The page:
SEATTLE (AP) — A federal judge sentences “Barefoot Bandit” Colton Harris-Moore to 6 1/2 years in prison for his infamous two-year, international crime spree of break-ins, and boat and plane thefts that ended in 2010.
Harris-Moore hopscotched his way across the United States, authorities said. He flew a plane stolen in Washington state to the San Juan Islands, stole a pistol in British Columbia and took a plane from Idaho to Washington state, stole a boat there to go to Oregon, and took a plane in Indiana and flew to the Bahamas, where was arrested.
The 20-year-old earned his nickname because he committed several of the crimes without wearing shoes, and he attracted fans across the nation for his ability to evade police.
But on Friday, Harris-Moore apologized to his victims shortly before U.S. District Judge Richard Jones imposed the sentence, which will be served concurrently with state prison time.
He particularly apologized for stealing planes, saying his arrogance led him to keep alive his dream of flying.
“What I did could be called daring, but it is no stretch of the imagination to say that am lucky to be alive … absolutely lucky,” he said. “I should have died years ago.”
Defense attorney John Henry Browne said he expects Harris-Moore to be out of prison in about 4 1/2 years, accounting for the 18 months he’s already been in custody. Federal prosecutors declined to comment on how much time he might serve, saying that will be up to the Bureau of Prisons.
Outside the courthouse, Harris-Moore’s mother, Pam Kohler, said her son gave her a letter in court, but she refused to talk to reporters. She hit a television crew’s microphone and camera, and a newspaper photographer’s camera with her purse.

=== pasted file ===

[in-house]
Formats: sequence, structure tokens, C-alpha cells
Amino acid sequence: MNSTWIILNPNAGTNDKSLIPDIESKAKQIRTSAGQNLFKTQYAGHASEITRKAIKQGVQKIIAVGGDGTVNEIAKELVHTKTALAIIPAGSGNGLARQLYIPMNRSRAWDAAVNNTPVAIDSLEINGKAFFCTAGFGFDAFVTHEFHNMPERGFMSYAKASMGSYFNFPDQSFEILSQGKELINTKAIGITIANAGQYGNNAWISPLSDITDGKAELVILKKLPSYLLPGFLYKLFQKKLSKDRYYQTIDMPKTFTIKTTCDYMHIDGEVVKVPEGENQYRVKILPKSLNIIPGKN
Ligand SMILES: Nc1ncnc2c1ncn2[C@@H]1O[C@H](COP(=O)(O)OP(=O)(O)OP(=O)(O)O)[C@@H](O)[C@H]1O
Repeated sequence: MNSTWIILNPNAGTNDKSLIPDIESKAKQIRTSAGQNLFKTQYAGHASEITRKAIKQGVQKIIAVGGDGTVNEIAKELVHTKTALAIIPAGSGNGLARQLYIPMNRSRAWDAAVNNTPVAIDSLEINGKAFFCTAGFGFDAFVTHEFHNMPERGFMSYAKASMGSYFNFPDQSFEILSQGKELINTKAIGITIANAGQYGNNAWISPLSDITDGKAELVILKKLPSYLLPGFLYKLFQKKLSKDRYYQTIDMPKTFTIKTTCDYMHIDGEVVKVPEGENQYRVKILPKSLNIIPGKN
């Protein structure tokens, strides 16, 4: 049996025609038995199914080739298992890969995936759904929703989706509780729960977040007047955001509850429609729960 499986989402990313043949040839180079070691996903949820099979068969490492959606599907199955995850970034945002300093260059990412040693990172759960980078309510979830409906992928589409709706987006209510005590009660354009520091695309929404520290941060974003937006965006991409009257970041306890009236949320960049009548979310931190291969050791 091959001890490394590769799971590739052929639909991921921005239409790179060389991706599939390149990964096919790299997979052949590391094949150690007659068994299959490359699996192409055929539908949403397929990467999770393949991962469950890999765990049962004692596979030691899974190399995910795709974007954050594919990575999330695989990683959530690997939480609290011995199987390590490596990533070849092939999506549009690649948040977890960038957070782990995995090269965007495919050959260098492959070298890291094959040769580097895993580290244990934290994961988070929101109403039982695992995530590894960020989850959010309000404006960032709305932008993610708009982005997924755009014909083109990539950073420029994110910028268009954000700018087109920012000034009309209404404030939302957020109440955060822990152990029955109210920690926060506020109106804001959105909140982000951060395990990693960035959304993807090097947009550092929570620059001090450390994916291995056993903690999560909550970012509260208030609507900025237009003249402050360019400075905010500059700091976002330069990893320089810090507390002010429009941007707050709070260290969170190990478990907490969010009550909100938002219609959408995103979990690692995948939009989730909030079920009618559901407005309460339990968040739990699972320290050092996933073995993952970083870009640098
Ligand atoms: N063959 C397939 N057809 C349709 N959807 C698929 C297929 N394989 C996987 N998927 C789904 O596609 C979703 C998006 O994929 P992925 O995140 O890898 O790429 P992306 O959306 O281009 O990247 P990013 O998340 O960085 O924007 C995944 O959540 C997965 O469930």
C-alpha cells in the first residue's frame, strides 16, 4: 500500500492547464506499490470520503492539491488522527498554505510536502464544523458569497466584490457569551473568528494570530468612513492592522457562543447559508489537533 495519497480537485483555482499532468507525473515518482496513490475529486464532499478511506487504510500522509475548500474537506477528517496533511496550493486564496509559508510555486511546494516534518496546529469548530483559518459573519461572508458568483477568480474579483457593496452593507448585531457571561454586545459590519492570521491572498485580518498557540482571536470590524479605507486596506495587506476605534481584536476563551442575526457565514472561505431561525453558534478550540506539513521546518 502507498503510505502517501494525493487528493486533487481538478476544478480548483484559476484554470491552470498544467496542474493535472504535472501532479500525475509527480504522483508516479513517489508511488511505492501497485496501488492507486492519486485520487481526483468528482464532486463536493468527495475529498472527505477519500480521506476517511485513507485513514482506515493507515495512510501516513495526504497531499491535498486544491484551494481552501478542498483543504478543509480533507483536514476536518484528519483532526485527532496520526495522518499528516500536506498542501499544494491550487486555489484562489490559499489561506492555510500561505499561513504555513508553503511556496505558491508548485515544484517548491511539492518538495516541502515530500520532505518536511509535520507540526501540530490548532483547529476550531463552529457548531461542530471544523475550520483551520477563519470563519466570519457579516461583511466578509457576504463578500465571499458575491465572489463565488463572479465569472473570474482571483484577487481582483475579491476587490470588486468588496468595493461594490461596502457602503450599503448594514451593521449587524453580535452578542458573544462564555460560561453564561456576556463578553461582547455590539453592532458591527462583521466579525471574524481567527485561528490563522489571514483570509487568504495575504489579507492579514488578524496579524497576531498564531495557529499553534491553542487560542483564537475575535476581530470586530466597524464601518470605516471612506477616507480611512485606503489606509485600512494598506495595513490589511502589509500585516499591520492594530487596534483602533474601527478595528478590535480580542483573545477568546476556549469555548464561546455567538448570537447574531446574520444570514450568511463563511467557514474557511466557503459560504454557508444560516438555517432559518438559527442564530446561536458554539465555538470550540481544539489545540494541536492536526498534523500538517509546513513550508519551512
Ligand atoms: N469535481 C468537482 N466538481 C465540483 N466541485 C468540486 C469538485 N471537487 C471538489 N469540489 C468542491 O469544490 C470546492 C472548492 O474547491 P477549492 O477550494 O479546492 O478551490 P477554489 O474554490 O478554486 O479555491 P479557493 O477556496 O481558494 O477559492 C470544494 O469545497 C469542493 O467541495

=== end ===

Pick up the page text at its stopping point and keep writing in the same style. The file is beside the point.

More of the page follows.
Before Friday’s sentencing, defense attorneys said federal prosecutors released cherry-picked excerpts from emails in an effort to make Harris-Moore appear callous and self-aggrandizing.
He called the Island County sheriff “king swine,” called prosecutors “fools,” and referred to reporters as “vermin.” He also described his feats — stealing and flying planes with no formal training — “amazing” and said they were unmatched by anyone except the Wright brothers.
But Harris-Moore’s lawyers claim the full emails show that he is sorry for what he did and thankful for the treatment he received from a state judge who called his case a “triumph of the human spirit.” The state judge sentenced him last month to seven years, at the low end of the sentencing range.
The attorneys acknowledged that in certain instances he bragged, but they said those writings were simply the product of an impulsive adolescent and don’t reflect his true remorse.
Harris-Moore apologized for those emails in court Friday.
The judge asked Harris-Moore to speak to young people who may look up to him because of his exploits.
“I would say to younger people they should focus on their education, which is what I am doing right now,” he said. “I want to start a company. I want to make a difference in this world, legally.”
Federal prosecutors had asked for Jones to impose a 6 1/2 year sentence to be served while Harris-Moore serves his state time. His attorneys had asked for a federal sentence of just under six years.
The judge acknowledged that Harris-Moore had a difficult childhood, one with “complete lack of parental guidance” and alcohol abuse. But he said he was concerned that that his previous court appearances didn’t have an impact on him.
Jones acknowledged that Harris-Moore committed his early crimes to survive after fleeing from home. But he said “most of the federal offenses were committed for one reason: to fulfill your passion for flying at all costs and consequences.”
The judge encouraged Harris-Moore to get treatment in prison. Harris-Moore’s defense lawyers said treatment was already under way.
There’s a $1.3 million deal with 20th Century Fox for a movie based on Harris-Moore, but federal prosecutor Darwin Roberts said he doesn’t expect that to be enough money to cover restitution.
Entertainment lawyer Lance Rosen said outside the courtroom that Academy Award winner Dustin Lance Black — who wrote “Milk” and the recent “J. Edgar” — has met with Harris-Moore several times and has turned in a draft of the script.